Wednesday, August 5, 2009

Diet For Blood Pressure and Cholesterol

I just came from a doctor's appointment and was told to "watch what I eat" because I am getting borderline high blood pressure and high cholesterol. With all the conflicting information I never know what really is good to eat and good to stay away from ... do I need to stay away from salt? Should I eat oat bran muffins for my cholesterol? I'm quite confused. --Thanks, Tim J.

Dear Tim,

If your doctor didn't put you on medication for either your blood pressure or your cholesterol, there's a good chance you can affect both of these readings by changing your diet.

A low salt diet (about 2000 milligrams of sodium per day) does help lower blood pressure in some people, but not everyone. Surprisingly, most of the sodium we get in our diet comes from processed foods (frozen, packaged, and especially canned) and fast foods. So it doesn't mean you can never add a pinch of salt to season your food again. You'll have to start reading food labels for sodium content if you don't do this already. Aim for about 700 milligrams of sodium per meal (to total about 2000 per day) so you don't have to count and track every single milligram you eat all day.

A good resource for a reputable blood pressure-lowering diet is

For high levels of LDL (the 'bad' cholesterol) a diet high in soluble fiber helps many people lower their level by as much as 30 points. Oat bran muffins are one source, but the commercial varieties are often scant in oat bran and high in fat, cancelling out any of the benefits of the fiber. If you make your own you can use less oil and even substitute some of it with applesauce or other pureed fruits. Other good sources are oatmeal and oat-based cereals (such as Cheerios). You would need to have several servings a day of these foods, according to most studies, to see the cholesterol-lowering effects of dietary soluble fiber.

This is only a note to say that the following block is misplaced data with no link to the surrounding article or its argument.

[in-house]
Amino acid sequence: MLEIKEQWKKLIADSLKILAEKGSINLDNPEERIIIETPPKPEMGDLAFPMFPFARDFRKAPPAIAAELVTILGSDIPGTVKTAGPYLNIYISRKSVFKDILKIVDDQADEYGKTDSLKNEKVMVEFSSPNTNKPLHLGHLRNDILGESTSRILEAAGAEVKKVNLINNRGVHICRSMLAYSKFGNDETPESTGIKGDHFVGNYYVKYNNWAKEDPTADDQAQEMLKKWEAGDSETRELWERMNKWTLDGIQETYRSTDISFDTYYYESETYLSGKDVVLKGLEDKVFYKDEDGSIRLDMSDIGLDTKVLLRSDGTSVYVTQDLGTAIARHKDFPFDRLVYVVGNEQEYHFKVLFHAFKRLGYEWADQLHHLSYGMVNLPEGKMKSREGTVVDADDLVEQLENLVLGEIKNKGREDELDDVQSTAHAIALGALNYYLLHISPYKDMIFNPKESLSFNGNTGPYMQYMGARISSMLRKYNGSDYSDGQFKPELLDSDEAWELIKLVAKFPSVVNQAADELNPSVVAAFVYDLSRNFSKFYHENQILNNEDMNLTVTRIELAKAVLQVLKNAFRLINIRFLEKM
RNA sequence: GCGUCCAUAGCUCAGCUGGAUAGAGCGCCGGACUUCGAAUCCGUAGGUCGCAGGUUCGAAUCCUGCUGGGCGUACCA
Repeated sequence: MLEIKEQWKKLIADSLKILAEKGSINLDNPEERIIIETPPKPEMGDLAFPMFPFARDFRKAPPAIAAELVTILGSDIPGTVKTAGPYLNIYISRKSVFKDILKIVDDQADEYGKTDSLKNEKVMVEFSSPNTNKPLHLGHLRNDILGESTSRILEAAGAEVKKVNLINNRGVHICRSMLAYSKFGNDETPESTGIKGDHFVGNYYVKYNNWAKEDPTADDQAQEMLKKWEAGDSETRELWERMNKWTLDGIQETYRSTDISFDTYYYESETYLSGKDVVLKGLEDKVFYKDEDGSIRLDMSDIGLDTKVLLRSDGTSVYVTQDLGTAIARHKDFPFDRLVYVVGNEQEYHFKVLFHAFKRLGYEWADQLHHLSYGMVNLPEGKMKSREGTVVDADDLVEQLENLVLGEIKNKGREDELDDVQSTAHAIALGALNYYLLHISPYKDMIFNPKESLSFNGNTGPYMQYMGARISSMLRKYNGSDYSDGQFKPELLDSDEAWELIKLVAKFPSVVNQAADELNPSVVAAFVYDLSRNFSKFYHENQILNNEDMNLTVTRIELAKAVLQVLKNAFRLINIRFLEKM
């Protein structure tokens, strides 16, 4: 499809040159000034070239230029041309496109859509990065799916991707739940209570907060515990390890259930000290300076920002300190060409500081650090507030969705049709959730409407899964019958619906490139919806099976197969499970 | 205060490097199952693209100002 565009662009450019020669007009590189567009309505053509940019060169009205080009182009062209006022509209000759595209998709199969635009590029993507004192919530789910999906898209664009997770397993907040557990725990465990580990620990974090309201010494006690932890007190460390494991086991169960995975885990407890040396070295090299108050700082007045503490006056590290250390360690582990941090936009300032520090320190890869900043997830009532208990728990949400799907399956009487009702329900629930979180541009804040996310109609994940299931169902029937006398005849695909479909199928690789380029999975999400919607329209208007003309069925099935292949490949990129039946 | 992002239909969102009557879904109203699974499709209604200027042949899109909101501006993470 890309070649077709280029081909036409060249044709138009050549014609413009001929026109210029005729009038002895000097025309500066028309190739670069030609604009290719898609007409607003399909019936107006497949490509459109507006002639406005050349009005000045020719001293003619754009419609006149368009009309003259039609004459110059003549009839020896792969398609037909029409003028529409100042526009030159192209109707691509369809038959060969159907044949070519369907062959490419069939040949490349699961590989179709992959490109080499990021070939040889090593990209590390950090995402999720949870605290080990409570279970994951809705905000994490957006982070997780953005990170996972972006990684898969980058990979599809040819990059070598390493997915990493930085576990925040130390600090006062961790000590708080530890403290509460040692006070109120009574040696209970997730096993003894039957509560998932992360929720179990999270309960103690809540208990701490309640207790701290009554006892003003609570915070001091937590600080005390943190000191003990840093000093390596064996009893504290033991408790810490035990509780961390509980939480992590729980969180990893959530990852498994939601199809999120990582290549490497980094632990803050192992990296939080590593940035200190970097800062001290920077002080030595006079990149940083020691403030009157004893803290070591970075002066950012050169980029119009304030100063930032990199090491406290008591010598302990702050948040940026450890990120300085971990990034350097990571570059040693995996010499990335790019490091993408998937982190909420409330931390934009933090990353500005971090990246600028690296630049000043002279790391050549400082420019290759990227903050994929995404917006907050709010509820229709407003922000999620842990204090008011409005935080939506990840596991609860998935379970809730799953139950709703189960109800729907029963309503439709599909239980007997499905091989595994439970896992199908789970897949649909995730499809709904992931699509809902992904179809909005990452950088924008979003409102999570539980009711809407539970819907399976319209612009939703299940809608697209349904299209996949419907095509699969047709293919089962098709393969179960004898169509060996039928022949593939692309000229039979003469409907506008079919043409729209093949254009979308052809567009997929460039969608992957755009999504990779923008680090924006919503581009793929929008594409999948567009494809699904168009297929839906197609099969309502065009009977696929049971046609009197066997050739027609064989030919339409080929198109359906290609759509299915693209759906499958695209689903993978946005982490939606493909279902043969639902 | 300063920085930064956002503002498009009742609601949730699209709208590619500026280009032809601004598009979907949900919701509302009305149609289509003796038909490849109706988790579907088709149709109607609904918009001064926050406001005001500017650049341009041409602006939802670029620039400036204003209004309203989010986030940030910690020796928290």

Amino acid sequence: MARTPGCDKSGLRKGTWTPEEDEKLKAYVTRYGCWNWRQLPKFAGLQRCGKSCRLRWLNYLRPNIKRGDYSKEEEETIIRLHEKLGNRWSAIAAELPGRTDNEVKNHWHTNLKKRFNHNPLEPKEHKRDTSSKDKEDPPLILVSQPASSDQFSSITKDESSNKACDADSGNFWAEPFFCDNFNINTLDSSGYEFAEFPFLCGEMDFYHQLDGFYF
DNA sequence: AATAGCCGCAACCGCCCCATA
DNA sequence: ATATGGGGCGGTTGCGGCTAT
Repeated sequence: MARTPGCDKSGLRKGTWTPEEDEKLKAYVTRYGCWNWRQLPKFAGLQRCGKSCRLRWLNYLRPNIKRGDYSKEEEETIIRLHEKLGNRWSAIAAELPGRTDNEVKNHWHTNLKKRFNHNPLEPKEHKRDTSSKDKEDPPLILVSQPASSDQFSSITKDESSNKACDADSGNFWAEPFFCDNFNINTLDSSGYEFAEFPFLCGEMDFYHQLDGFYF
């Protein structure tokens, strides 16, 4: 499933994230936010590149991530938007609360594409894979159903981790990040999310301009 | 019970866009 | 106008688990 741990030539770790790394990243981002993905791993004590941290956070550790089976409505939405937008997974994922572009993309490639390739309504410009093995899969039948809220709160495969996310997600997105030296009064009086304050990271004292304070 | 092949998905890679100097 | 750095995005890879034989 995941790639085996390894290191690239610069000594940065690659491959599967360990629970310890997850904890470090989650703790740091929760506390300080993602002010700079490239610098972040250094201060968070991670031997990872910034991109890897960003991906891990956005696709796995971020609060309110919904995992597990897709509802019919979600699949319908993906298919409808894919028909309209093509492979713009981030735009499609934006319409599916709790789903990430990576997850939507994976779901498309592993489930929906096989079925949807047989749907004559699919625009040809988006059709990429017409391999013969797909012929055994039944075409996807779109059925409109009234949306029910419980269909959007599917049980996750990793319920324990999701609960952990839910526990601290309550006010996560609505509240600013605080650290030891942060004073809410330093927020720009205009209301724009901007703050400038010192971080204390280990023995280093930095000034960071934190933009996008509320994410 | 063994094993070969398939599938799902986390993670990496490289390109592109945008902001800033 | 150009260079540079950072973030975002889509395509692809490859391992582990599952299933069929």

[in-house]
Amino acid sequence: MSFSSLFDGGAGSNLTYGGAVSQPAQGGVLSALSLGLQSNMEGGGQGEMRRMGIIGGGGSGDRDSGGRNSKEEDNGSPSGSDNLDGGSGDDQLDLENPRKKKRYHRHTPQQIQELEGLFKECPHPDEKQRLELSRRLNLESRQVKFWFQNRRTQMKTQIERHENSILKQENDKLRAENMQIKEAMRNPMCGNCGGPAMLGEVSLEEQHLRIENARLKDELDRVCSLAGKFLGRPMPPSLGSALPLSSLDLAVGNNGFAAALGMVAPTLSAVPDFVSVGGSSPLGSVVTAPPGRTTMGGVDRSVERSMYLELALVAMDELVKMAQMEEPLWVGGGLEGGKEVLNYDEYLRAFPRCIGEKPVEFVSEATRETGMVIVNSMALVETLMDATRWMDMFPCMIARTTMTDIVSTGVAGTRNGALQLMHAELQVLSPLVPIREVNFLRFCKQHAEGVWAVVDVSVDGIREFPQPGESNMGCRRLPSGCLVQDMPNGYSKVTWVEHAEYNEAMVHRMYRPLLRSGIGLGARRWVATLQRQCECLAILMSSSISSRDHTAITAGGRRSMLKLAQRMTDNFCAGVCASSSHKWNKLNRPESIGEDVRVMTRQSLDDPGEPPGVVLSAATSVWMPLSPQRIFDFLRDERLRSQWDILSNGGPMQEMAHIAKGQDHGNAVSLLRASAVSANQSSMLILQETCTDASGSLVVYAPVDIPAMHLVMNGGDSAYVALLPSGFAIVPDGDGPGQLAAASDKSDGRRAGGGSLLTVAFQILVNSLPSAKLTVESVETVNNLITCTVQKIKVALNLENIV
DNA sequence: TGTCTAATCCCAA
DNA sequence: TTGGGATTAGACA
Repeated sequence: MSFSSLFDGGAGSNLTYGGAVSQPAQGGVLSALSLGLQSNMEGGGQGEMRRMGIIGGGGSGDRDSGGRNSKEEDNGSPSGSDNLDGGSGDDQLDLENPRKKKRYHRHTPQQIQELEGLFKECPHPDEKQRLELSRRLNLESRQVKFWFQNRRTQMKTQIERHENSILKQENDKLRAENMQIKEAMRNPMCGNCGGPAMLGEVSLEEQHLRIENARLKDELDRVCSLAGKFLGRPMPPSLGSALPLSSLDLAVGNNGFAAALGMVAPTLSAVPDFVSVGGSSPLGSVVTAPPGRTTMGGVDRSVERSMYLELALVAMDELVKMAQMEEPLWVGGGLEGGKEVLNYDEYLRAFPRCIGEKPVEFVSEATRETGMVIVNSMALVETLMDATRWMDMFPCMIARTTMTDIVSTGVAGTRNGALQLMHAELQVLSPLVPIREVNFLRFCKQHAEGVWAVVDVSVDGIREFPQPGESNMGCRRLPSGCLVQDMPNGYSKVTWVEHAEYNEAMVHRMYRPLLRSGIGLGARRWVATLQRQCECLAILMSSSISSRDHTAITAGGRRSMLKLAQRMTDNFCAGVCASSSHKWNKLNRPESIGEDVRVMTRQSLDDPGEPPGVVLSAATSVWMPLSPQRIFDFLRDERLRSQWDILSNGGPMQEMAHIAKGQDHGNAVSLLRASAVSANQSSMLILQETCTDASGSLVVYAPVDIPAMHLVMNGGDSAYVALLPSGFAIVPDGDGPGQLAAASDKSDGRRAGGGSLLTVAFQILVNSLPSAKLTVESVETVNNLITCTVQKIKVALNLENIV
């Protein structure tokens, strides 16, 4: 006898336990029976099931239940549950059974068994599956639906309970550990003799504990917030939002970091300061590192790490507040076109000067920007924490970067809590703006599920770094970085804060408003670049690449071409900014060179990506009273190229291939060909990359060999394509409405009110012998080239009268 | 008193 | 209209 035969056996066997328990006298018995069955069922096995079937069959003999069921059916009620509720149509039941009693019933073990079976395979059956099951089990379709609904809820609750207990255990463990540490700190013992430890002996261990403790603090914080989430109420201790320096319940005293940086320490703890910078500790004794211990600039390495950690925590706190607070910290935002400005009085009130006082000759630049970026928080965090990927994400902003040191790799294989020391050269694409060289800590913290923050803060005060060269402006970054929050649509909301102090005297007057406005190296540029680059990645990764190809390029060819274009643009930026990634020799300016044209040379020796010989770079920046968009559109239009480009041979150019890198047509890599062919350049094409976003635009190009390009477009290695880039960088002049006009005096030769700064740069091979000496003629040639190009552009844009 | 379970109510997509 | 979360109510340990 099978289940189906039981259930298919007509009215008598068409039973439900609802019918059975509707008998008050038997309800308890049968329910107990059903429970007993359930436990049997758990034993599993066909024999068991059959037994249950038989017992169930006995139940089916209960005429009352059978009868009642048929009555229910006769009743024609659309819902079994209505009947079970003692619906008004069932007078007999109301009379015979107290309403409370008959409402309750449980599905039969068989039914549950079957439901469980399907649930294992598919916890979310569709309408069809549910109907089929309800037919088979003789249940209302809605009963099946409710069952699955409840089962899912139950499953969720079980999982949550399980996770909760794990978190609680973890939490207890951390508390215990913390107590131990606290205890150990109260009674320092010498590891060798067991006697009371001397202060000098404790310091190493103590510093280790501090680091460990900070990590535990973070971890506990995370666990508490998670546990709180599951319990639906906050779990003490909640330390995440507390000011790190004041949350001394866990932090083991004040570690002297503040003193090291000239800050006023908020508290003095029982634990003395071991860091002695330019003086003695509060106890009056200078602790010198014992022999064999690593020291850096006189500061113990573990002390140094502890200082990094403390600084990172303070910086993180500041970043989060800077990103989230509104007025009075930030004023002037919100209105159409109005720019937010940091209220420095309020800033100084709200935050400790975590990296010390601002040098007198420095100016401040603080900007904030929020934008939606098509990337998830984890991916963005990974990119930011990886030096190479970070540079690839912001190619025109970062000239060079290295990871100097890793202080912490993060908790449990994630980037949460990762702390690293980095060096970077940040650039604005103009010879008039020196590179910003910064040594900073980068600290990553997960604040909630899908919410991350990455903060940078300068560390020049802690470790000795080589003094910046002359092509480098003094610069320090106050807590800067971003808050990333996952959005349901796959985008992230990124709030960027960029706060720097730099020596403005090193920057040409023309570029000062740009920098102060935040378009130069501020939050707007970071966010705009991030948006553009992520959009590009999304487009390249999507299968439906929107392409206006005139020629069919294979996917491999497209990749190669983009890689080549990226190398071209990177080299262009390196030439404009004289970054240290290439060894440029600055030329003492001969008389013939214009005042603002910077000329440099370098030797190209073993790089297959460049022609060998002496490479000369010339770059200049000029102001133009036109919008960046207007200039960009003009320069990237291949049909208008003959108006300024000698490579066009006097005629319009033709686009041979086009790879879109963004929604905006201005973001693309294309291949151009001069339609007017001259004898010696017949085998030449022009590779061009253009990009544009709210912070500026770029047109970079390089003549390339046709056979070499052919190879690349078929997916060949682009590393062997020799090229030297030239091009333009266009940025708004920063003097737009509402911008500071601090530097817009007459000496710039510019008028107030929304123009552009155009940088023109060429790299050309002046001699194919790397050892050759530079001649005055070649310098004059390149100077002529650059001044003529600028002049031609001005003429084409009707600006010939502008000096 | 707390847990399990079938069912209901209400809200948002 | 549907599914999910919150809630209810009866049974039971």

Lowering intake of dietary saturated fat also helps many people produce less cholesterol. This type of fat is mostly found in animal products, such as meats (especially fatty cuts, like marbled red meats, bacon, sausage, hot dogs), and whole milk dairy products. Coconut and Palm oil also contain saturated fats and are rarely used in commercial products anymore for this reason.

For lowering both cholesterol and blood pressure, getting closer to your ideal weight helps, and regular exercise helps you with all three of these goals!

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